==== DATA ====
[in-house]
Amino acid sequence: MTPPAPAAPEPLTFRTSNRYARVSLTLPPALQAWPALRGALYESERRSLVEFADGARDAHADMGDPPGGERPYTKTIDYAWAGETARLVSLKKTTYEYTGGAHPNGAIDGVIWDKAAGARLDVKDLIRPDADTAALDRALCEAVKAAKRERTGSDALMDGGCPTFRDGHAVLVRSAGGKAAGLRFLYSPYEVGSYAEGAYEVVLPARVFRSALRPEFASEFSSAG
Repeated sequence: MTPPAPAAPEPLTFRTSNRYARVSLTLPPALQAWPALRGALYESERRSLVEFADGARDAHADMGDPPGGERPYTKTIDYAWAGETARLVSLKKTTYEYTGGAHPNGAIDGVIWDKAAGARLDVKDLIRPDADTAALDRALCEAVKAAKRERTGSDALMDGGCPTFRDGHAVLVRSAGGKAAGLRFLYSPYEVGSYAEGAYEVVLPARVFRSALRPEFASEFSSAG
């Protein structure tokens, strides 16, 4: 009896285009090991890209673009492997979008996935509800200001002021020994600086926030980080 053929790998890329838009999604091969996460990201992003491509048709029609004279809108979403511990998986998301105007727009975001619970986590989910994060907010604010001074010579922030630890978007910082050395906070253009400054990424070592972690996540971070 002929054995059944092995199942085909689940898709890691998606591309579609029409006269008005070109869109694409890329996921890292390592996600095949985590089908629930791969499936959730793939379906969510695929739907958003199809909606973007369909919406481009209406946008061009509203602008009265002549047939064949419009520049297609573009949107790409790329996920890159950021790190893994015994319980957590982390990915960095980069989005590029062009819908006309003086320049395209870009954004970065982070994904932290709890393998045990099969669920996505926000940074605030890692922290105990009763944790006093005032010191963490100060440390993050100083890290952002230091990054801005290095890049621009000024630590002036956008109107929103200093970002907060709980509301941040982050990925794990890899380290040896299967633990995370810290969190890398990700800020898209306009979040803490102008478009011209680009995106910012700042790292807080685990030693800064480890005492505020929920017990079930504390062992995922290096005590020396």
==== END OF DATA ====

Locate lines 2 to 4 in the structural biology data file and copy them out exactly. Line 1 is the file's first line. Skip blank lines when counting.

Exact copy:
Amino acid sequence: MTPPAPAAPEPLTFRTSNRYARVSLTLPPALQAWPALRGALYESERRSLVEFADGARDAHADMGDPPGGERPYTKTIDYAWAGETARLVSLKKTTYEYTGGAHPNGAIDGVIWDKAAGARLDVKDLIRPDADTAALDRALCEAVKAAKRERTGSDALMDGGCPTFRDGHAVLVRSAGGKAAGLRFLYSPYEVGSYAEGAYEVVLPARVFRSALRPEFASEFSSAG
Repeated sequence: MTPPAPAAPEPLTFRTSNRYARVSLTLPPALQAWPALRGALYESERRSLVEFADGARDAHADMGDPPGGERPYTKTIDYAWAGETARLVSLKKTTYEYTGGAHPNGAIDGVIWDKAAGARLDVKDLIRPDADTAALDRALCEAVKAAKRERTGSDALMDGGCPTFRDGHAVLVRSAGGKAAGLRFLYSPYEVGSYAEGAYEVVLPARVFRSALRPEFASEFSSAG
């Protein structure tokens, strides 16, 4: 009896285009090991890209673009492997979008996935509800200001002021020994600086926030980080 053929790998890329838009999604091969996460990201992003491509048709029609004279809108979403511990998986998301105007727009975001619970986590989910994060907010604010001074010579922030630890978007910082050395906070253009400054990424070592972690996540971070 002929054995059944092995199942085909689940898709890691998606591309579609029409006269008005070109869109694409890329996921890292390592996600095949985590089908629930791969499936959730793939379906969510695929739907958003199809909606973007369909919406481009209406946008061009509203602008009265002549047939064949419009520049297609573009949107790409790329996920890159950021790190893994015994319980957590982390990915960095980069989005590029062009819908006309003086320049395209870009954004970065982070994904932290709890393998045990099969669920996505926000940074605030890692922290105990009763944790006093005032010191963490100060440390993050100083890290952002230091990054801005290095890049621009000024630590002036956008109107929103200093970002907060709980509301941040982050990925794990890899380290040896299967633990995370810290969190890398990700800020898209306009979040803490102008478009011209680009995106910012700042790292807080685990030693800064480890005492505020929920017990079930504390062992995922290096005590020396």